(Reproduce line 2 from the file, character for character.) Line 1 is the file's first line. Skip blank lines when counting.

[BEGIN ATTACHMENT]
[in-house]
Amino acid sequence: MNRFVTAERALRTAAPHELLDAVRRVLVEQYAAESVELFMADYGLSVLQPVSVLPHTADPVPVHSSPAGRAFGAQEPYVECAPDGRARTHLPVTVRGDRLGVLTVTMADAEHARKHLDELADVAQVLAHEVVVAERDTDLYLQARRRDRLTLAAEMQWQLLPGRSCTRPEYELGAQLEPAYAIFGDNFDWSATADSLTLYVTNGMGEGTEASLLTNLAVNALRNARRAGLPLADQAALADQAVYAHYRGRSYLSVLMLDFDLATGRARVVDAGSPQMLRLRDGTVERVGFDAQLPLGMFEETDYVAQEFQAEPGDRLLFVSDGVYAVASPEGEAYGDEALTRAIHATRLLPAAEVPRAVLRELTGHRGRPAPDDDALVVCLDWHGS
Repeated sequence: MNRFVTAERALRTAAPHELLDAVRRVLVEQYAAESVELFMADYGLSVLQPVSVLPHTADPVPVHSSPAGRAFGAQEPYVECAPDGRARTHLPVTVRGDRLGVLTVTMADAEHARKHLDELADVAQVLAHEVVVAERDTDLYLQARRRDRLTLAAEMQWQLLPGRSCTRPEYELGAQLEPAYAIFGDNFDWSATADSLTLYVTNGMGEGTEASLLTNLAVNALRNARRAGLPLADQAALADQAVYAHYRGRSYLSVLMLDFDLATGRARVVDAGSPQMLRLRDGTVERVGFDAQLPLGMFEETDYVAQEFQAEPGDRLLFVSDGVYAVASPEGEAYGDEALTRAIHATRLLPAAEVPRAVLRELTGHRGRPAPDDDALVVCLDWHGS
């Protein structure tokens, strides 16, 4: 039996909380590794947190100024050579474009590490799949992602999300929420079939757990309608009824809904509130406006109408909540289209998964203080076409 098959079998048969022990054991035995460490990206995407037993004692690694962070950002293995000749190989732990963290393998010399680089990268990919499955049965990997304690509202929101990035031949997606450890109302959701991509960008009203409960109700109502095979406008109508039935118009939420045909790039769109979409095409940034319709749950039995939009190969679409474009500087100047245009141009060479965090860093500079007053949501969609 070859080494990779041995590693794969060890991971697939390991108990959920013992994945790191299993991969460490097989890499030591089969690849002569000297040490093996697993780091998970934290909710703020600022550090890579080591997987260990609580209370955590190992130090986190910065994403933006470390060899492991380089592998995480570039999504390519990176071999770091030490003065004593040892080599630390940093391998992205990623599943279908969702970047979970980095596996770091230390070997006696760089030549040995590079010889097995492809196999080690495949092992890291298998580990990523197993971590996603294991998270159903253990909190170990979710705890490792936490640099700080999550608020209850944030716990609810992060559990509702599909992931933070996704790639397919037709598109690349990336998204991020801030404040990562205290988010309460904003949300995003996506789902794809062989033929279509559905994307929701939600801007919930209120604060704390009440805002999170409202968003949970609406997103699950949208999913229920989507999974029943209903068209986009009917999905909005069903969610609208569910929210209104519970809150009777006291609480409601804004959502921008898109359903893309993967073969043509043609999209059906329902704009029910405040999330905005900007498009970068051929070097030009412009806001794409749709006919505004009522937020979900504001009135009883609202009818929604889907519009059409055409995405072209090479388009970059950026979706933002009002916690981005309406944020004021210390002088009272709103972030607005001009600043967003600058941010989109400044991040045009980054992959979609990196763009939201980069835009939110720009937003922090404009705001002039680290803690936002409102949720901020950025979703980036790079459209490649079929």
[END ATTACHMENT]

Amino acid sequence: MNRFVTAERALRTAAPHELLDAVRRVLVEQYAAESVELFMADYGLSVLQPVSVLPHTADPVPVHSSPAGRAFGAQEPYVECAPDGRARTHLPVTVRGDRLGVLTVTMADAEHARKHLDELADVAQVLAHEVVVAERDTDLYLQARRRDRLTLAAEMQWQLLPGRSCTRPEYELGAQLEPAYAIFGDNFDWSATADSLTLYVTNGMGEGTEASLLTNLAVNALRNARRAGLPLADQAALADQAVYAHYRGRSYLSVLMLDFDLATGRARVVDAGSPQMLRLRDGTVERVGFDAQLPLGMFEETDYVAQEFQAEPGDRLLFVSDGVYAVASPEGEAYGDEALTRAIHATRLLPAAEVPRAVLRELTGHRGRPAPDDDALVVCLDWHGS